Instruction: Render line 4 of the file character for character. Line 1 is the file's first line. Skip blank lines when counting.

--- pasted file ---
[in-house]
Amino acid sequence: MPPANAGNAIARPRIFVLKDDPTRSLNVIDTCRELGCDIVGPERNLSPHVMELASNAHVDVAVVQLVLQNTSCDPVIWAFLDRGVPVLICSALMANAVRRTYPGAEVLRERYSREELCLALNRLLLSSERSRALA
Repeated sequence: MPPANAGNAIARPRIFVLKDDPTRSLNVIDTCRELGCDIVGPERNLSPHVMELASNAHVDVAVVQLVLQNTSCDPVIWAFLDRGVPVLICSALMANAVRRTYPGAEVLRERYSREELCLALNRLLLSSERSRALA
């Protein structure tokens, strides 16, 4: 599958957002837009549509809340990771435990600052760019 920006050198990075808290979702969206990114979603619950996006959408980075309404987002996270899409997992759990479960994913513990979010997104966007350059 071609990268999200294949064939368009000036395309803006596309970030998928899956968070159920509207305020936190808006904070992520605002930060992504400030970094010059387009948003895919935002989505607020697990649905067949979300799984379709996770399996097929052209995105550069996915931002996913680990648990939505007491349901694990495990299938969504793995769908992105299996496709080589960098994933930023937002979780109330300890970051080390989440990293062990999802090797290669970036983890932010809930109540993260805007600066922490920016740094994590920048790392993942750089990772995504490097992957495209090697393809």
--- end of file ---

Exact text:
């Protein structure tokens, strides 16, 4: 599958957002837009549509809340990771435990600052760019 920006050198990075808290979702969206990114979603619950996006959408980075309404987002996270899409997992759990479960994913513990979010997104966007350059 071609990268999200294949064939368009000036395309803006596309970030998928899956968070159920509207305020936190808006904070992520605002930060992504400030970094010059387009948003895919935002989505607020697990649905067949979300799984379709996770399996097929052209995105550069996915931002996913680990648990939505007491349901694990495990299938969504793995769908992105299996496709080589960098994933930023937002979780109330300890970051080390989440990293062990999802090797290669970036983890932010809930109540993260805007600066922490920016740094994590920048790392993942750089990772995504490097992957495209090697393809």